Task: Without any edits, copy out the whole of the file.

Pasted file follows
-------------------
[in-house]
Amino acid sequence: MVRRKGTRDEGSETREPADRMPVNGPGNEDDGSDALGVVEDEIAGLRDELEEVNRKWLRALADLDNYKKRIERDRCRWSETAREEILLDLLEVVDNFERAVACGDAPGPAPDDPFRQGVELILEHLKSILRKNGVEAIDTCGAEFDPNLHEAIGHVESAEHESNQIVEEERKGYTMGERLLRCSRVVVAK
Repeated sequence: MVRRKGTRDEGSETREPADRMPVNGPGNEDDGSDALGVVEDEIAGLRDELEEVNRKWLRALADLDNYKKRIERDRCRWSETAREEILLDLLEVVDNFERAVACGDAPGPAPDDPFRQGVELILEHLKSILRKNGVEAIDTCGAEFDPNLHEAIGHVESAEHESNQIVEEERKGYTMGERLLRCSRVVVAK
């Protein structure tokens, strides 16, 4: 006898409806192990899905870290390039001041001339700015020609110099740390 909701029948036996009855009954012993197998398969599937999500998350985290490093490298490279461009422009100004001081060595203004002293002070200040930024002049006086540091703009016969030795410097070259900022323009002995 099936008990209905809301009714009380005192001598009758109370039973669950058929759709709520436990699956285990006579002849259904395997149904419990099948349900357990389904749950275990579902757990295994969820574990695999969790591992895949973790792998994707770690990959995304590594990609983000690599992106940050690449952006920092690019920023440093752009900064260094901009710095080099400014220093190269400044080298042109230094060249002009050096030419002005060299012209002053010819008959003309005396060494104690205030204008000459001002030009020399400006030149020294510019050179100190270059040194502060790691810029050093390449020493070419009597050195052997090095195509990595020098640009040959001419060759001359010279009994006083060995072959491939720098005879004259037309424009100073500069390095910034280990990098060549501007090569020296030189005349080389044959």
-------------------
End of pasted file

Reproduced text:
[in-house]
Amino acid sequence: MVRRKGTRDEGSETREPADRMPVNGPGNEDDGSDALGVVEDEIAGLRDELEEVNRKWLRALADLDNYKKRIERDRCRWSETAREEILLDLLEVVDNFERAVACGDAPGPAPDDPFRQGVELILEHLKSILRKNGVEAIDTCGAEFDPNLHEAIGHVESAEHESNQIVEEERKGYTMGERLLRCSRVVVAK
Repeated sequence: MVRRKGTRDEGSETREPADRMPVNGPGNEDDGSDALGVVEDEIAGLRDELEEVNRKWLRALADLDNYKKRIERDRCRWSETAREEILLDLLEVVDNFERAVACGDAPGPAPDDPFRQGVELILEHLKSILRKNGVEAIDTCGAEFDPNLHEAIGHVESAEHESNQIVEEERKGYTMGERLLRCSRVVVAK
């Protein structure tokens, strides 16, 4: 006898409806192990899905870290390039001041001339700015020609110099740390 909701029948036996009855009954012993197998398969599937999500998350985290490093490298490279461009422009100004001081060595203004002293002070200040930024002049006086540091703009016969030795410097070259900022323009002995 099936008990209905809301009714009380005192001598009758109370039973669950058929759709709520436990699956285990006579002849259904395997149904419990099948349900357990389904749950275990579902757990295994969820574990695999969790591992895949973790792998994707770690990959995304590594990609983000690599992106940050690449952006920092690019920023440093752009900064260094901009710095080099400014220093190269400044080298042109230094060249002009050096030419002005060299012209002053010819008959003309005396060494104690205030204008000459001002030009020399400006030149020294510019050179100190270059040194502060790691810029050093390449020493070419009597050195052997090095195509990595020098640009040959001419060759001359010279009994006083060995072959491939720098005879004259037309424009100073500069390095910034280990990098060549501007090569020296030189005349080389044959």